Also, if an online student is watching a classroom video, he doesn’t get the opportunity to then ask a professor a question. For example, if he is thinking about changing his major, who does he speak to about it? 

There are a lot of services that are available on campus that are lacking in the online world. 

A one-size-fits-all student experience

As I mentioned earlier, the college dropout for black and Hispanic students is much higher than average. So, an important area to address is the student experience itself. 

According to a 2019 study, Black, Hispanic, and first-generation students report a lower sense of belonging at four-year schools (but not at two-year schools)

Lack of support

‘I quit simply because it was boring!’, or ‘I quit because no one cared if I drop out’. These are also some reasons why students give up on higher education – directly related to lack of engagement. 

Sometimes students are simply unhappy with college and are going through a discouraging environment at college with nagging roommates, overload of course material, etc., and decide to give up.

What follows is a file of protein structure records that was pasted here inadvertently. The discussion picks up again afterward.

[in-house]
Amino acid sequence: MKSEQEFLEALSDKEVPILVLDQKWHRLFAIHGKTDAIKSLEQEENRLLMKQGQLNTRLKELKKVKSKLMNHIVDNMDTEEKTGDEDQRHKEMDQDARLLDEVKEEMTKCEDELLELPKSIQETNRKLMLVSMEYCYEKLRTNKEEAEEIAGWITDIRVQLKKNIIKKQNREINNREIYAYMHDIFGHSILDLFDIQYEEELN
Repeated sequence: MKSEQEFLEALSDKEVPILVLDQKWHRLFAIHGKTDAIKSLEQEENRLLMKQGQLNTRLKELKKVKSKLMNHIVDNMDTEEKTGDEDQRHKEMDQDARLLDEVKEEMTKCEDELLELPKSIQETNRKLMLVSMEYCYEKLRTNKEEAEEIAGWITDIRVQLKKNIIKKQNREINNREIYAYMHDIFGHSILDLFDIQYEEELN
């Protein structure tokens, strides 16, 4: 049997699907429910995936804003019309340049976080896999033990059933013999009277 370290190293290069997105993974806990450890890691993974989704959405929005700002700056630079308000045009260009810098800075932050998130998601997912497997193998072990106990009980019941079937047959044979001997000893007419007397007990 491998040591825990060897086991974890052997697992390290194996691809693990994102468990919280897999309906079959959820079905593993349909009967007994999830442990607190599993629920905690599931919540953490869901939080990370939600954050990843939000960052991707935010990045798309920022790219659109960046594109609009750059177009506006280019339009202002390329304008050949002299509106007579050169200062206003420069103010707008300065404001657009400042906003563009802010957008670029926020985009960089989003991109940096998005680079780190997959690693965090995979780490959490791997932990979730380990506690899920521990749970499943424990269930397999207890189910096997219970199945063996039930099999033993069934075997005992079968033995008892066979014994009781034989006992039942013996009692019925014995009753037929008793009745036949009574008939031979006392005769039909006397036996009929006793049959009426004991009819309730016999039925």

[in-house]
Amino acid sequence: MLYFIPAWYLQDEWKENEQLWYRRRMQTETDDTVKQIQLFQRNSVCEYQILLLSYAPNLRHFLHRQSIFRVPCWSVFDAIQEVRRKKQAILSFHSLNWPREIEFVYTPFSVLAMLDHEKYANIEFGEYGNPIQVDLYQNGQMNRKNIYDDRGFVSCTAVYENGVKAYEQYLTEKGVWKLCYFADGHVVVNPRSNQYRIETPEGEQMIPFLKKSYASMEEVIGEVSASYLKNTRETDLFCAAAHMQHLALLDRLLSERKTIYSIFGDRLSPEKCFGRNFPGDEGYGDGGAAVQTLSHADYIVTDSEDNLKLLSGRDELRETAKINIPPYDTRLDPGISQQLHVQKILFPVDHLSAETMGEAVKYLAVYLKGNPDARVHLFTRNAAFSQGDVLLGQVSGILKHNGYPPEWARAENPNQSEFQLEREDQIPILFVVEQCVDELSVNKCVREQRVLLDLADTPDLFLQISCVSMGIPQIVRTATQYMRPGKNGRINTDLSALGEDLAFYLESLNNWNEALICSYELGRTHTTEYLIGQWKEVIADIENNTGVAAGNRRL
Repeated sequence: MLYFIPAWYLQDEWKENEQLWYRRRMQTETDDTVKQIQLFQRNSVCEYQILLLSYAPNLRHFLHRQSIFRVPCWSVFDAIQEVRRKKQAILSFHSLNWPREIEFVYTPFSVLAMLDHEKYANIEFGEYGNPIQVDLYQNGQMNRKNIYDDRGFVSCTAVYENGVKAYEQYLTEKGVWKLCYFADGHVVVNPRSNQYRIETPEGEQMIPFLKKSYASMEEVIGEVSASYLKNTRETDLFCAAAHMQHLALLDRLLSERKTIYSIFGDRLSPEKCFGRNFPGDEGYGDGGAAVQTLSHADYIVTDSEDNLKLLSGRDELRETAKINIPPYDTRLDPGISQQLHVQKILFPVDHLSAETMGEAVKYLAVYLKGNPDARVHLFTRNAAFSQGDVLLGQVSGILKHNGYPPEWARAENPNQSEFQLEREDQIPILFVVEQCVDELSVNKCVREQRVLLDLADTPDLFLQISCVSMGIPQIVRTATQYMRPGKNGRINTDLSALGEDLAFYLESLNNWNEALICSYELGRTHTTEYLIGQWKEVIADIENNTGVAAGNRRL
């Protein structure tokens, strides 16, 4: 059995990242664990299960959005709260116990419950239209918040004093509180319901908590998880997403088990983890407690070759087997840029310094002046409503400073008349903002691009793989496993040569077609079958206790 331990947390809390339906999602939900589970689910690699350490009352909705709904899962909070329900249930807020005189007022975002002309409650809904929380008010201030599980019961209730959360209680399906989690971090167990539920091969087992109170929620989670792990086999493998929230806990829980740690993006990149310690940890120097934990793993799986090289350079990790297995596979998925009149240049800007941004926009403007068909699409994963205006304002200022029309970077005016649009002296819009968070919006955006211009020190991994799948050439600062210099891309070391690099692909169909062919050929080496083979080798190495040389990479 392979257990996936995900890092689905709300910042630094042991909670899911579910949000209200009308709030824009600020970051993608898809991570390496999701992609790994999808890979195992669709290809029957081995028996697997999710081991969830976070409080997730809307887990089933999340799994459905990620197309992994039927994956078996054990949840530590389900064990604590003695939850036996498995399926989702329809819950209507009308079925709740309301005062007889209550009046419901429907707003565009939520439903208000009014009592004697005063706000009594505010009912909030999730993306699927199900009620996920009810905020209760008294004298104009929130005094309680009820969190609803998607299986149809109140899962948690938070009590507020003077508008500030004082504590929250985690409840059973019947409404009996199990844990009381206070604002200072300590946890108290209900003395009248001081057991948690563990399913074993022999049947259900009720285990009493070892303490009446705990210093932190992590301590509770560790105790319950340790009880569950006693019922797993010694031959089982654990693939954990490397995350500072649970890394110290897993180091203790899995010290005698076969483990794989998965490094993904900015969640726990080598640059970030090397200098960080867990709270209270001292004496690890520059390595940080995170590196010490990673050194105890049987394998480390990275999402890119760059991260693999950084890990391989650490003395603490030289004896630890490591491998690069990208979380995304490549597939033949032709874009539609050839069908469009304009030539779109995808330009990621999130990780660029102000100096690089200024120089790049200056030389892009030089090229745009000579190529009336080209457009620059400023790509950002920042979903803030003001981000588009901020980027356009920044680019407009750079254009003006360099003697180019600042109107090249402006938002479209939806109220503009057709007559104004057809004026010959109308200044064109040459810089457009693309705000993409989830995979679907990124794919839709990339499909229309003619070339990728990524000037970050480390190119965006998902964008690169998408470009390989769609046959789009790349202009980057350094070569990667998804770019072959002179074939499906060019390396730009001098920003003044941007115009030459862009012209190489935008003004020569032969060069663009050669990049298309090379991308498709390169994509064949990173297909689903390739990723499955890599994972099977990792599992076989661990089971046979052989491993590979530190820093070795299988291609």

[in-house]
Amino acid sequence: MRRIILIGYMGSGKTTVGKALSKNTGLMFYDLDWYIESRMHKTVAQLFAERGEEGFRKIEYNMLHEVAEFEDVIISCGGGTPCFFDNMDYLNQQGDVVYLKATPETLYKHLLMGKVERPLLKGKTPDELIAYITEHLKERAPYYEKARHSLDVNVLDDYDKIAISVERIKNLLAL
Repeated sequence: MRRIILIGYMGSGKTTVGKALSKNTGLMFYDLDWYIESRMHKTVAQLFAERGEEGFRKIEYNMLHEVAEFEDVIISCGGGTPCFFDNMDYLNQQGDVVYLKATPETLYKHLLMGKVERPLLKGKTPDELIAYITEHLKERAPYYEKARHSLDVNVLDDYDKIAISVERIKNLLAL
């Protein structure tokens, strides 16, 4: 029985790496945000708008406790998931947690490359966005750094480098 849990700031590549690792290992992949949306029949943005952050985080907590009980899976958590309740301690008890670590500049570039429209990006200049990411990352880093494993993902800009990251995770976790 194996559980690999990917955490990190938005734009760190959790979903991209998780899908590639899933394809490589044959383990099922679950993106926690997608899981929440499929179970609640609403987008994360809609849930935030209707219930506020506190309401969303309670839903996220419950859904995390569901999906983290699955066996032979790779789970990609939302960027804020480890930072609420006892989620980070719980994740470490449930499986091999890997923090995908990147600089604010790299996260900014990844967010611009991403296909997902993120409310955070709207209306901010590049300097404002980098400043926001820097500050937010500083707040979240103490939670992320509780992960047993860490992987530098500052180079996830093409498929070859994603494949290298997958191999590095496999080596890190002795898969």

So how can student engagement help overcome these reasons? Let us get to it.

How increasing student engagement helps turn this around?

Higher engagement improves student motivation

While non-college-related factors also influence levels of motivation in students, there are many issues affecting student motivation in the classroom. And often these college-related demotivating factors contribute to disengaged behaviors.

The good thing is that because these are college-related, you can do everything to change them and turn them into motivating factors. 

Colleges can use both intrinsic and extrinsic motivation tactics to improve engagement in the classroom and beyond. We will take about these in detail in our strategies section. 

Engaged students are good students

No teacher wants crickets in their class, which is a high possibility if you have disengaged students in your class. And the problem may keep getting worse if one or many of the following factors are also present:

  • Lack of autonomy in the classroom, mostly in the sense of non-interactive education.
  • Poor sense of competence given in the classroom, in terms of an absolutely non-personalized teaching methodology. 
  • Poor sense of relevance in terms of a disconnect between classroom subjects or topics and prior learning experience or values.

On the flip side, engagement takes learning environment to a new level. Engaged students are more curious, focused, and participative when you flip all the factors given above upside-down. We will talk about them in detail in the strategy section.